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Promise and Perseverance

June 6, 2008

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By Jim Oldfield

Tall, blonde and perched on a stool at the end of a lab bay, Jelena Tomic collects B-cell and Interferon-laced serum from a tissue culture plate through a glass pipette, dripping it into rack-suspended vials. Later, she’ll do a Western Blot protein analysis on the cells to glean, she hopes, another bit of experimental evidence on why Interferon, an immunostimulatory agent, works sporadically as a vaccine adjuvant in leukemia.

Tomic at work is a familiar sight in Sunnybrook Research Institute’s S wing, and her dedication is paying off. A fourth-year PhD student in the molecular and cellular biology lab of senior scientist Dr. David Spaner, Tomic recently showed that Interferon, which normally activates the transcription factor STAT1 to suppress tumour growth, actually activates STAT3 in some leukemias, encouraging cell growth and division. She also discovered that Resveratrol, a compound naturally occurring in red grapes (and wine), can shut off STAT3 activation in leukemia cells while preserving the activation of STAT1. “These are important findings,” says Spaner, who is also a clinician. “We hope they’ll result in a treatment for leukemia that will help the patient's own immune system control the disease, and that might also be effective in other types of cancer.”

The work is so promising that the National Cancer Institute of Canada awarded Tomic the prestigious 2008 Harold E. Johns Studentship Award. A 16-member committee ranked Tomic’s application first of 59 submitted from across Canada. The ranking was based on the quality of her proposal, her journal publications and her marks. The $2,500 award, in turn, was based on the ranking and an interview, which for Tomic began as a nervous question-and-answer session in Montréal with Dr. Claude Perrault, Canada Research Chair in Immunobiology, but became what she’s wanted for years: a chance to present her work in person at Canada’s most important cancer funding agency—in a passionate two-way conversation. It lasted one-and-a-half hours. “I truly love what I do, and this award really means a lot to me,” says Tomic.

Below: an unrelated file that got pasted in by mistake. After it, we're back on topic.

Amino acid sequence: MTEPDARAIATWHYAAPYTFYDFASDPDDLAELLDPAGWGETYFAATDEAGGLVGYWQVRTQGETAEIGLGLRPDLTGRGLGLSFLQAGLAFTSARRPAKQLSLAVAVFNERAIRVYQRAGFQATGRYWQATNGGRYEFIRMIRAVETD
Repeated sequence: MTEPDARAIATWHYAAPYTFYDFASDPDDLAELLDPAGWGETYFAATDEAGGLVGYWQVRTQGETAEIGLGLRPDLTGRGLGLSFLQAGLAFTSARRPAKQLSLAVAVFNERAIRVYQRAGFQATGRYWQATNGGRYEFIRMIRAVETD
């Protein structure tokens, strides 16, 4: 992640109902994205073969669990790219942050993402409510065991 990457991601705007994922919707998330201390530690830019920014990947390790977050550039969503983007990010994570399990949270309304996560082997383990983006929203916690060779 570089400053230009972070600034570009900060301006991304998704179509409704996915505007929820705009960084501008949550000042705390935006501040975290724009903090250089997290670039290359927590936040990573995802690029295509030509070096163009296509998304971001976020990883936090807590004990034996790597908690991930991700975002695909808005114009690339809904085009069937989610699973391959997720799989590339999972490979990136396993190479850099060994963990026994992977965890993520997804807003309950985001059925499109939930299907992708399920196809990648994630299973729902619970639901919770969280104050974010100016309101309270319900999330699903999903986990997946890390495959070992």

Spaner says Tomic could not have won the award or achieved such lab results without keen intellect and hard work, but he also believes she has a rare capacity for perseverance in the face of obstacles. Tomic came to Canada in the early '90s as a young refugee from the Bosnian War with next to nothing. “Perhaps because of the obstacles she has already overcome,” Spaner says, “she’s not fazed when experimental results don't turn out like we thought they would.” (And, as Spaner notes, that happens a lot in research.) “Jelena’s ability to keep going, together with her intelligence and enthusiasm, are likely to make her an important member of Canada's next generation of scientists,” he says.

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